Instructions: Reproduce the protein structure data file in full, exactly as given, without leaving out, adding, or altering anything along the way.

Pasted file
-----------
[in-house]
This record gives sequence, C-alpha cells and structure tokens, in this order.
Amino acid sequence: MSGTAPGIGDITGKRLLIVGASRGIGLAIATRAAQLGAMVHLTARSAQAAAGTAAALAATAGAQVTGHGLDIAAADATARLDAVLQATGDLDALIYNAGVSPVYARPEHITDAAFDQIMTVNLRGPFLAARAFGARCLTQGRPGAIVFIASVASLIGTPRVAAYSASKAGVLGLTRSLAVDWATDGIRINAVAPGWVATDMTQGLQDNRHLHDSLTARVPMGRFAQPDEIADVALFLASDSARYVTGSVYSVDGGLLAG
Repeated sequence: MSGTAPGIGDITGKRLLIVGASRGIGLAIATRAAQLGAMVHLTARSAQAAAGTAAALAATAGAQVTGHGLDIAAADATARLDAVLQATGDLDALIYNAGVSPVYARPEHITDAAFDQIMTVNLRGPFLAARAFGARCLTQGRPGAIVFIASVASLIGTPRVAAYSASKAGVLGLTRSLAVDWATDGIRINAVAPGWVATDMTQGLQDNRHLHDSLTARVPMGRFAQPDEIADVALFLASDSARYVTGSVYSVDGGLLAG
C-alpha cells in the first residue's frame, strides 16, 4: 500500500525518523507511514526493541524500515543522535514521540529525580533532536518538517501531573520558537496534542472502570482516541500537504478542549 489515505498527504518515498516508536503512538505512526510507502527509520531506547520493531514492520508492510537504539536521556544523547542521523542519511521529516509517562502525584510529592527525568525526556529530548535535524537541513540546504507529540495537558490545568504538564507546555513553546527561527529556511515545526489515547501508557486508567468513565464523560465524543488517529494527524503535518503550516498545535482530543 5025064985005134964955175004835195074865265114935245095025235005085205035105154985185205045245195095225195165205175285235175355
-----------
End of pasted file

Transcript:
[in-house]
This record gives sequence, C-alpha cells and structure tokens, in this order.
Amino acid sequence: MSGTAPGIGDITGKRLLIVGASRGIGLAIATRAAQLGAMVHLTARSAQAAAGTAAALAATAGAQVTGHGLDIAAADATARLDAVLQATGDLDALIYNAGVSPVYARPEHITDAAFDQIMTVNLRGPFLAARAFGARCLTQGRPGAIVFIASVASLIGTPRVAAYSASKAGVLGLTRSLAVDWATDGIRINAVAPGWVATDMTQGLQDNRHLHDSLTARVPMGRFAQPDEIADVALFLASDSARYVTGSVYSVDGGLLAG
Repeated sequence: MSGTAPGIGDITGKRLLIVGASRGIGLAIATRAAQLGAMVHLTARSAQAAAGTAAALAATAGAQVTGHGLDIAAADATARLDAVLQATGDLDALIYNAGVSPVYARPEHITDAAFDQIMTVNLRGPFLAARAFGARCLTQGRPGAIVFIASVASLIGTPRVAAYSASKAGVLGLTRSLAVDWATDGIRINAVAPGWVATDMTQGLQDNRHLHDSLTARVPMGRFAQPDEIADVALFLASDSARYVTGSVYSVDGGLLAG
C-alpha cells in the first residue's frame, strides 16, 4: 500500500525518523507511514526493541524500515543522535514521540529525580533532536518538517501531573520558537496534542472502570482516541500537504478542549 489515505498527504518515498516508536503512538505512526510507502527509520531506547520493531514492520508492510537504539536521556544523547542521523542519511521529516509517562502525584510529592527525568525526556529530548535535524537541513540546504507529540495537558490545568504538564507546555513553546527561527529556511515545526489515547501508557486508567468513565464523560465524543488517529494527524503535518503550516498545535482530543 5025064985005134964955175004835195074865265114935245095025235005085205035105154985185205045245195095225195165205175285235175355